A Quick Walkthrough – Kitulo National Park
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The Kitulo National Park is located in Tanzania’s southern highlands. It is a protected area on the Kitulo Plateau covered with montane grassland and forest. The Park’s elevation is 2,600 m (8,500 ft) between the Poroto and Kipengere mountain peaks. It covers 412.9 sq km (159.4 sq mi) of land within the Njombe and Mbeya regions.
TANAPA (Tanzania National Parks) administers the Park. Kitulo National Park is also tropical Africa’s first national park established with the primary aim of protecting its flora. Local residents refer to the Kitulo Plateau as Bustani ya Munga, which translates to the garden of God. Botanists refer to it as the Serengeti of Flowers.
Establishment of the Park
In response to an increase in the international orchid tubers trade, hunting, and lodging activities in the surrounding forests, the protection of the unique flora on the Kitulo Plateau was proposed to the WCS (Wildlife Conservation Society). Former President Benjamin Mkapa announced the establishment of Kitulo National Park in 2002, and in 2005 it was formally gazetted. Kitulo National Park became Tanzania’s fourteenth national park. TANAPA announced that there was a possibility of expanding the Park to cover the neighboring Mount Rungwe forest grounds.
The Kitulo National Park Plateau is located between two parallel ridges. During its wet season from November to April, the montane grasslands are covered with 350 different plant species. These include many ground Orchids, Afroalpine plants, and Geophytes. Some of the plant species are limited to nearby highlands and the Kipengere Range. Brachystelma Kituloensis, Pterygodium Ukingense, and Impatiens Rosulata are limited to the Kitulo Plateau.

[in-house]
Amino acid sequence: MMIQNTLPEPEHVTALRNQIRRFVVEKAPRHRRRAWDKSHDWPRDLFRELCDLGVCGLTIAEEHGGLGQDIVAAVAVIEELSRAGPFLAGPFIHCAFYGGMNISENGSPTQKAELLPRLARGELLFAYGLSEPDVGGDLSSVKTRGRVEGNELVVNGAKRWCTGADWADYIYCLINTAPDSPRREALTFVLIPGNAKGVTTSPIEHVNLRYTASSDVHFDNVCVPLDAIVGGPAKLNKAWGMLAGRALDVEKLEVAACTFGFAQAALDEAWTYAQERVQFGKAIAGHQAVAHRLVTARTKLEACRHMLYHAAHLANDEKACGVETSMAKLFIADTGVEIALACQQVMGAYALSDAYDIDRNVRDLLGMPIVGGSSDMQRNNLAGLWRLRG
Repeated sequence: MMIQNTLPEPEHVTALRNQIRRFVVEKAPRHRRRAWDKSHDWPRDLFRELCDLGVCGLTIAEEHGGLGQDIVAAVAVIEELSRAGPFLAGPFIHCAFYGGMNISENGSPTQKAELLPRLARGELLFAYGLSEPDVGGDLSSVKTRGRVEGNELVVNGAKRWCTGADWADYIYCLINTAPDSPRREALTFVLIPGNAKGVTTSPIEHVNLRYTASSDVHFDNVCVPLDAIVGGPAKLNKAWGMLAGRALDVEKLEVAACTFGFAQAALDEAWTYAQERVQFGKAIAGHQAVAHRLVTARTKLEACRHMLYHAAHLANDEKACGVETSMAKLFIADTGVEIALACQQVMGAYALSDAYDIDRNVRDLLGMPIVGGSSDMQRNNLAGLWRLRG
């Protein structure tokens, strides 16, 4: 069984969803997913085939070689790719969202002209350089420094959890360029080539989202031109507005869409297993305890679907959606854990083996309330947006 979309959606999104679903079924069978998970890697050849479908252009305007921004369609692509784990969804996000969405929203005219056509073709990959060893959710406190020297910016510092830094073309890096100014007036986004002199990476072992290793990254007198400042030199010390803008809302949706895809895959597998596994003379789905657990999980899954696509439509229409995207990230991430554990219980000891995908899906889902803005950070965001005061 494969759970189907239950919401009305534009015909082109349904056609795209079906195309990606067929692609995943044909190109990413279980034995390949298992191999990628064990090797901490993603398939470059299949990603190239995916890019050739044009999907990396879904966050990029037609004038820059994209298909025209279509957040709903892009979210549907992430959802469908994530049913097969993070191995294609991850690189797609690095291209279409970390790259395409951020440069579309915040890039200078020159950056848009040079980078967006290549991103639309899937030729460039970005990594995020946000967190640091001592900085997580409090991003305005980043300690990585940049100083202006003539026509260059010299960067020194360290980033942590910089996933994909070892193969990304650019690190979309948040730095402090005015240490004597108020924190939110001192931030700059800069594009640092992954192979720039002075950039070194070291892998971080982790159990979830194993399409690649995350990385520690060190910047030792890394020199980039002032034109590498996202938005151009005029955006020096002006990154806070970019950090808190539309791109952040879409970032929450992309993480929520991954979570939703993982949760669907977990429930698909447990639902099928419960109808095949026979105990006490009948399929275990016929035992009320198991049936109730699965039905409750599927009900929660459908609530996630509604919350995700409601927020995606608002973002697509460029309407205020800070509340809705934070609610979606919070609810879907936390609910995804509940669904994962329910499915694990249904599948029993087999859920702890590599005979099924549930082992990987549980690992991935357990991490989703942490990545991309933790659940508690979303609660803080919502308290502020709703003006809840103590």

The Livingstone Forest is the largest forest block in the Kipengere Range and the Park. It is evergreen and descends on the southwestward slope of Kitulo National Park. Bamboo thickets (Yushania Alpina) are found between the high-elevation grasslands and the upper montane forests.
The Forest lies within the former Livingstone Forest Reserve, which covers 240.34 km2. It was incorporated into the Park in 2005. The Livingstone and Mount Rungwe forests are separated by a narrow corridor of tree plantations and farms known as the Bujingijila Gap.
Three limited-range mammal species inhabit the Forest but also live in Mount Rungwe. These are the Cephalophus Spadix (Abbott’s Duiker), the Rungwecebus Kipunji (Kipunji), and the Galagoides sp. Nov. (Rungwe Dwarf Galago).
WCS scientists discovered a new primate species in the Forest area and around Mount Rungwe in 2005. Originally known as the Highland Mangabey, it now goes by the Tanzanian name of Kipunji and is on the list of the 25 most endangered primate species globally.
The eastern Ndumbi Forest in the Kitulo National Park has Juniperus Procera (East African Cedar) forests and montane evergreen forests. It is home to a 100-meter waterfall. The Ndumbi Valley Forest Reserve, which covers 27.71 km2, was first established in 1956. In 2005, it was incorporated into the Kitulo National Park.
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